paper in Cell?
guest10: This is Weiming Xia from Center for Neurologic Diseases. I
forgot my password. Early onset?
Imaizumi: No, we could not detect any differences of UPR in PS1 knockout
Cweihl: So there is agreement between your and Thinakaran's paper in
regard to KO lines?
Thinakaran: Has anyone talked with Dr. Walter about this?
Imaizumi: I have not talked with him.
Cweihl: So can we attribute the differences between the papers to experimental
design? Dr. Thinakaran?
Thinakaran: I don't think experimental design is the problem. Our
study followed Dr. Walter's experiment with regards to BiP Northern - concentration,
Cweihl: Dr. Robakis or Dr. Xia do you care to comment on the differences
between these two papers?
Nikos: (Robakis) Not at this point because we don't have experimental
data to support one or another.
Imaizumi: We could not detect the cleaved fragments of IRE1.
Thinakaran: Oh oh...Someone really ought to sort this issue with Dr.
Peter Walter. The AD field is citing his Cell paper whenever there is a chance
to say PS1 regulates this cleavage, not detected by any other lab. Maybe other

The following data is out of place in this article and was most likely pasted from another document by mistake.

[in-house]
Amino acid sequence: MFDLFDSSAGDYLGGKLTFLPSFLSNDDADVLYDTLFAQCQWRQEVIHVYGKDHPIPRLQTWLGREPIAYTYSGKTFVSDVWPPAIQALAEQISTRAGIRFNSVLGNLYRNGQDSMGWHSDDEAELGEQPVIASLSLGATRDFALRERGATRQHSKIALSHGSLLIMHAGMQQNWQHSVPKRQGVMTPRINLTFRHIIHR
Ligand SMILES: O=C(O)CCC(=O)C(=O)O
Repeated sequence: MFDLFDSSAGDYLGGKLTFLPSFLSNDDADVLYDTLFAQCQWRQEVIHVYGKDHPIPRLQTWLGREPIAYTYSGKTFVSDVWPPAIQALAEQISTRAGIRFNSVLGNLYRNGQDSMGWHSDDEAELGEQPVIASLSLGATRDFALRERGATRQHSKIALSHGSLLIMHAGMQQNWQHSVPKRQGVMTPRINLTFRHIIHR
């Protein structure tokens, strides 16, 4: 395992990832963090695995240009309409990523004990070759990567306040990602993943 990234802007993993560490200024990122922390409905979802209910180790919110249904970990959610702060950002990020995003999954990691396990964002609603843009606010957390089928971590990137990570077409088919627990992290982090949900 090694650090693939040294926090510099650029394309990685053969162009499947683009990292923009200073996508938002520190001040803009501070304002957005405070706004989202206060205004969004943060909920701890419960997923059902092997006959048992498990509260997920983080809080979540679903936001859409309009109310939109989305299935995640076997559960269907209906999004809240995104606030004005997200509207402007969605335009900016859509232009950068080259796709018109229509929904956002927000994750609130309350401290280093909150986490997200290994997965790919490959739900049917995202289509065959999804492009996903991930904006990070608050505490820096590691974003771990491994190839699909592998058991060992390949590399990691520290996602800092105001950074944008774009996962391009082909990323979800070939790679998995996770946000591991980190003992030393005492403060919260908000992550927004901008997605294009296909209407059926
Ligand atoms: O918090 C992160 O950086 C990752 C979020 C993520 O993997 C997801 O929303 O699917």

lab's haven't done their study as carefully as Walter's lab.
Cweihl: Let us shift discussion to the other topic.: PS1 and synaptic
transmission. Do we have a consensus that PS1 mutations cause a perturbations
in synaptic transmission?
Nikos: (Robakis) We think the action is at the cell surface including
synaptic contacts where PS1 interacts with cadherins and participates in the
cleavage of APP and Notch1.
Cweihl: Please explain, Dr. Robakis? Does PS1 exist at these synaptic
contacts, Dr. Robakis?
Nikos: Yes it does. We have shown that in our
paper in Molecular Cell. PS1 concentrates at synaptic and cell-cell contact
Cweihl: Dr. Thinakaran can you comment on Dr. Robakis points?
Thinakaran: Dr. Robakis, has anyone addressed whether mutations in cadherins
lead to altered APP or Notch metabolism?
Weiming Xia: I have not done any experiments to favor one side. My guess
is that experimental methods used in two papers lead to the difference.
Nikos: PS1 regulates cell-cell adhesion and we believe that it also
participates in synaptic structure. Dr Thinakaran, we have evidence that PS1
binds directly to cadherins and we have mapped the site (paper under review).
Thinakaran: What baffles me is that the levels of PS in cells are not
nearly 1/10 of the levels of cadherins or other cell junction structural proteins.
Cweihl: Several lines of evidence suggest that the role of PS in synaptic
output is at the level of the ER and calcium release or reuptake. Can this be